Darcy Lambton

27 September 2023

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A serving of luxury afternoon tea suggestions that takes the cake

The afternoon tea is a British institution, a nation defining pastime that only seems to be growing in popularity. An afternoon tea taken in a swish hotel is a wonderful way to mark a special occasion, but it’s equally rewarding when enjoyed in a more relaxed setting at home. Menu options abound from a slice of cake and a cuppa to a more baroque spread of scones, pastries, fizz and, of course, Lambton & Jackson smoked salmon sandwiches.

What is afternoon tea, anyway?

Many of us think of starched luxury and a spoonful of decadence when afternoon tea springs to mind. Its origins are certainly aristocratic. The English only really started drinking tea en masse in the seventeenth century. Fast forward two hundred years and the concept of the afternoon tea was born. It is often attributed to Anna Maria Russell, Duchess of Bedford and lifelong friend of Queen Victoria, who was said to endure something of a mid-afternoon slump when hunger pangs struck. With dinner not served until eight o’clock in the evening, she started to have tea, bread and cake in her private chambers. It wasn’t long before selected friends were invited along. Such gatherings snowballed so that by the end of the century afternoon tea was a fashionable high society engagement. In fact, some afternoon tea events were an open invitation with up to 200 guests visiting over a three hour period.

Migration to hotels

So afternoon tea initially morphed into a social occasion within the wealthiest homes, but how did it transition into an established form of eating out? When Europe’s first grand hotel, The Langham, opened its London doors in 1865, its inaugural menu featured afternoon tea. It was not yet billed as such;  “tea, plain” was listed alongside suppers and luncheons. Opening soon after, other grand hotels like The Ritz and The Savoy followed suit. Gradually the elements that we have come to expect in an afternoon tea became embedded and the consumer experience of afternoon tea steadily percolated into Britain’s collective cultural consciousness. Nowadays afternoon tea in a swanky hotel is how we frequently like to celebrate major milestones in life.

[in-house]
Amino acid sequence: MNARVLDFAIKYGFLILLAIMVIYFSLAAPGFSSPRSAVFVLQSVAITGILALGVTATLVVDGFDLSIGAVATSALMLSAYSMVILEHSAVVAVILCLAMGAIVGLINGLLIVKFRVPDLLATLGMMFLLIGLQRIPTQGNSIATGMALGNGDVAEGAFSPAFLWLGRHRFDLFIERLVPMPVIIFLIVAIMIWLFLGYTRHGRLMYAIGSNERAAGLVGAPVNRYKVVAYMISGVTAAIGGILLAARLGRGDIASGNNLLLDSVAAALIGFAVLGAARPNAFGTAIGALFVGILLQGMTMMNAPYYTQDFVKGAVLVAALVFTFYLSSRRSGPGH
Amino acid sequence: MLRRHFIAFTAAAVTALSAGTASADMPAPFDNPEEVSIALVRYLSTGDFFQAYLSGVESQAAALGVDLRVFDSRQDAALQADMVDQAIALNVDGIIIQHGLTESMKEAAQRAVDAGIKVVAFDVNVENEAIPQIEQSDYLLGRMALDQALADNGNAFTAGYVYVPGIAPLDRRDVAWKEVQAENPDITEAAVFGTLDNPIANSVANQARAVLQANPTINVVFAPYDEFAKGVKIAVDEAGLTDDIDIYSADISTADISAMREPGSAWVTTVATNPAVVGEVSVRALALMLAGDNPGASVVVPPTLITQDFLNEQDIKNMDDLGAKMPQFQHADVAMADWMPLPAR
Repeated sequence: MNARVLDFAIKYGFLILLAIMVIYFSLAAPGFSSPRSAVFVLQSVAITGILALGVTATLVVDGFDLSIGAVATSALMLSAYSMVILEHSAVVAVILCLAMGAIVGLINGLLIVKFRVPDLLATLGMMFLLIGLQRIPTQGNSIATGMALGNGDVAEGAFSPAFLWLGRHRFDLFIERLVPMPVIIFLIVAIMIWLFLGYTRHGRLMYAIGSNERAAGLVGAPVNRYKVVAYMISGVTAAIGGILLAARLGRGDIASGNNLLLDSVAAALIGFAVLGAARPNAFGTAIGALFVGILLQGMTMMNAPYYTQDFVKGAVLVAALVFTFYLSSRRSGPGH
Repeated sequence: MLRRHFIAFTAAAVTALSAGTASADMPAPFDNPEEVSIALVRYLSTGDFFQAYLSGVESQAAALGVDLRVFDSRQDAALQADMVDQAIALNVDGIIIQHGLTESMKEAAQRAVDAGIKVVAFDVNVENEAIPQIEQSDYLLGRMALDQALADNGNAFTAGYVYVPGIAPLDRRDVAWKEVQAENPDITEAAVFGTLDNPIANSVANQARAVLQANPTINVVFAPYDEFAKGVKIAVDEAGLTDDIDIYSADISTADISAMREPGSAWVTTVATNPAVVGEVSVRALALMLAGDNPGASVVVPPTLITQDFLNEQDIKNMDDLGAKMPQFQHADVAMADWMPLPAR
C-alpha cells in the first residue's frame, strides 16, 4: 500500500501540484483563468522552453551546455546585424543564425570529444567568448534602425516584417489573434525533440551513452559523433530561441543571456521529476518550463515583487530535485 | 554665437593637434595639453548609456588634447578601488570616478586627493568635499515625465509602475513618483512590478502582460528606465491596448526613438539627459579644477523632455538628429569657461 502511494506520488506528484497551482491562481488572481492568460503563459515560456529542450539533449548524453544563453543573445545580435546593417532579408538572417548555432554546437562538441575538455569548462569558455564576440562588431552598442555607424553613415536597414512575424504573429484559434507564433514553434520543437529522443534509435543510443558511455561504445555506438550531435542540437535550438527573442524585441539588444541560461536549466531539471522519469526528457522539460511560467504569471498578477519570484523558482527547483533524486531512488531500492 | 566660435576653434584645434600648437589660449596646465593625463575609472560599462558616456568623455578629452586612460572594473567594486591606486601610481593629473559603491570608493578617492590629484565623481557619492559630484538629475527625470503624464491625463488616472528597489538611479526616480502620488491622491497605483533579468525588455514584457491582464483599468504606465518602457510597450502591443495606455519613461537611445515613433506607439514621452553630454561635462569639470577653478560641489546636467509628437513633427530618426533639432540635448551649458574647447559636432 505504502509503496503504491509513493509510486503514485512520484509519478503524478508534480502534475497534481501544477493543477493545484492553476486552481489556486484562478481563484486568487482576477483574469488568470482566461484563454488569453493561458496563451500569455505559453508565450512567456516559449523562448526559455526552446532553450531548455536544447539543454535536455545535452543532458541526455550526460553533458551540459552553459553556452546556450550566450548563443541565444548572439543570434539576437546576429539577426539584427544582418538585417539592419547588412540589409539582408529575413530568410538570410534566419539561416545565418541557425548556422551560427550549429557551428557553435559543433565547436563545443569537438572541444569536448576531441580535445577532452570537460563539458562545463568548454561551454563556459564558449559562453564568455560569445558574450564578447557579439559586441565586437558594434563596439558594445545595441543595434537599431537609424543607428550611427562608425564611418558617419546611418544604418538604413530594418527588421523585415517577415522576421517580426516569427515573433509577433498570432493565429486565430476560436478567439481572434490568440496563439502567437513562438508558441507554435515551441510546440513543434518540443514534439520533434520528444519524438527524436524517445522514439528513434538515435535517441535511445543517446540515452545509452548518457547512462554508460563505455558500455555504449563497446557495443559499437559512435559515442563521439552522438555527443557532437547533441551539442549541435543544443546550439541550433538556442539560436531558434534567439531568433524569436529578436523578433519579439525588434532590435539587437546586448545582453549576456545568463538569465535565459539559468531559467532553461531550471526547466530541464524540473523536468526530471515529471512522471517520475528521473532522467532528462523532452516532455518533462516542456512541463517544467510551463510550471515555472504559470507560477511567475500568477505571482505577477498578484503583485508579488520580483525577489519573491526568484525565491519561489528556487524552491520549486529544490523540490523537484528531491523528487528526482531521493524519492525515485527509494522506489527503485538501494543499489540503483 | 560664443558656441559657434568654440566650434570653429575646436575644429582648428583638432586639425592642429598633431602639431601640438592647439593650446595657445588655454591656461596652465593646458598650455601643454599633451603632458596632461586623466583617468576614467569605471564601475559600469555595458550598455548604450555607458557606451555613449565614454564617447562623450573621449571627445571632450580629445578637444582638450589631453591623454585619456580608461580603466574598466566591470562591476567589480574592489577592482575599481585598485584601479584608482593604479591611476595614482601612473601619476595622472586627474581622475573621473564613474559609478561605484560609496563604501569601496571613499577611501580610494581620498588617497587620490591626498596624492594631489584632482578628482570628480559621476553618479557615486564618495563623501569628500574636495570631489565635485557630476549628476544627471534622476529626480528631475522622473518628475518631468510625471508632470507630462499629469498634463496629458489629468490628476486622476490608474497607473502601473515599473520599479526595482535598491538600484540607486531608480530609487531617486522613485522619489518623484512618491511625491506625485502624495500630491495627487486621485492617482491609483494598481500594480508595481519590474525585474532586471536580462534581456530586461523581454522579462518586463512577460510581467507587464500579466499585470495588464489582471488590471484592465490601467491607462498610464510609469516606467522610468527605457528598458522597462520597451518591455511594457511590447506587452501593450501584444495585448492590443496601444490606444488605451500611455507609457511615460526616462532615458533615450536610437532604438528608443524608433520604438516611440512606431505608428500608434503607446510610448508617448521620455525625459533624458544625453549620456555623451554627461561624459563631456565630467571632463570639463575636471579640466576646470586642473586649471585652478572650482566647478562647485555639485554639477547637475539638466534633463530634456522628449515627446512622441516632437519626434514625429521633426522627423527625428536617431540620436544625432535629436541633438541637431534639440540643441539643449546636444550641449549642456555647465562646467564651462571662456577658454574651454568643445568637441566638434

Luxury afternoon tea

So what are the components that make a luxury afternoon tea, then? A builder’s brew and a slab of carrot cake in a cafe are one thing, and such delights certainly keep the wolf from the door, but they hardly epitomise luxury. A proper afternoon tea therefore would not be complete without:

Tea – Not just any tea! A range of leaves, like Assam, Darjeeling or Lapsang Souchong, should be on offer. Infused to perfection, tea should then be served from a preferably ornate China or silver-plated teapot.

Champagne – Especially for a celebration, a glass of fizz has become the norm for a luxury afternoon tea.

Finger sandwiches – Delicate and light, these should be small and devoid of crust. Fillings like Maldon Cure smoked salmon, cucumber, egg mayonnaise with watercress, coronation chicken, or Lambton & Jackson smoked salmon pâté are favourites.

Scones – Not the chunky scones that make a cream tea; these should be slightly daintier bite-size scones served with a range of jams and Cornish clotted cream.